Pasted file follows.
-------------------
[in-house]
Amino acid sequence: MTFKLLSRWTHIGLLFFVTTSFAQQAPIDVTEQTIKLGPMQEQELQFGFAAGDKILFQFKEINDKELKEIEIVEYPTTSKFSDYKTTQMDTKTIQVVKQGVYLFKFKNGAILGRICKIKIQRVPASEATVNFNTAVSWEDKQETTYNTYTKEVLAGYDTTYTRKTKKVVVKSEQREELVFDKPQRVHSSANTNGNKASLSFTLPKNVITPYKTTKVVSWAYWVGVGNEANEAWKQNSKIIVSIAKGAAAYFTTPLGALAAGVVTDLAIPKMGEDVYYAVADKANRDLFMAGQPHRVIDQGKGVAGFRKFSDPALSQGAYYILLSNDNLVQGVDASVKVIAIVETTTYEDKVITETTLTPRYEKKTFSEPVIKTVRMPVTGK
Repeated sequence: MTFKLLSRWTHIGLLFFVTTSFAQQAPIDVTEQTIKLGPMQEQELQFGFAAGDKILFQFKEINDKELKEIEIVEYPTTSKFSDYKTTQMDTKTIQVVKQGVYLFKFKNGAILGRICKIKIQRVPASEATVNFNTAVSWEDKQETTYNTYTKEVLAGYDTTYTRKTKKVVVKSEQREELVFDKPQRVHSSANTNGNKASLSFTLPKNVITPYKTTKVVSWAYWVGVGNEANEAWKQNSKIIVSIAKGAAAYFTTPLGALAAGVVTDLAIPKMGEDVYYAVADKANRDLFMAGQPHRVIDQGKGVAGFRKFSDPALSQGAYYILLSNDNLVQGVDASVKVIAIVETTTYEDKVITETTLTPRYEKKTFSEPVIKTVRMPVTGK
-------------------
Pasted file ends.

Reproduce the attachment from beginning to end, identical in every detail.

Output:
[in-house]
Amino acid sequence: MTFKLLSRWTHIGLLFFVTTSFAQQAPIDVTEQTIKLGPMQEQELQFGFAAGDKILFQFKEINDKELKEIEIVEYPTTSKFSDYKTTQMDTKTIQVVKQGVYLFKFKNGAILGRICKIKIQRVPASEATVNFNTAVSWEDKQETTYNTYTKEVLAGYDTTYTRKTKKVVVKSEQREELVFDKPQRVHSSANTNGNKASLSFTLPKNVITPYKTTKVVSWAYWVGVGNEANEAWKQNSKIIVSIAKGAAAYFTTPLGALAAGVVTDLAIPKMGEDVYYAVADKANRDLFMAGQPHRVIDQGKGVAGFRKFSDPALSQGAYYILLSNDNLVQGVDASVKVIAIVETTTYEDKVITETTLTPRYEKKTFSEPVIKTVRMPVTGK
Repeated sequence: MTFKLLSRWTHIGLLFFVTTSFAQQAPIDVTEQTIKLGPMQEQELQFGFAAGDKILFQFKEINDKELKEIEIVEYPTTSKFSDYKTTQMDTKTIQVVKQGVYLFKFKNGAILGRICKIKIQRVPASEATVNFNTAVSWEDKQETTYNTYTKEVLAGYDTTYTRKTKKVVVKSEQREELVFDKPQRVHSSANTNGNKASLSFTLPKNVITPYKTTKVVSWAYWVGVGNEANEAWKQNSKIIVSIAKGAAAYFTTPLGALAAGVVTDLAIPKMGEDVYYAVADKANRDLFMAGQPHRVIDQGKGVAGFRKFSDPALSQGAYYILLSNDNLVQGVDASVKVIAIVETTTYEDKVITETTLTPRYEKKTFSEPVIKTVRMPVTGK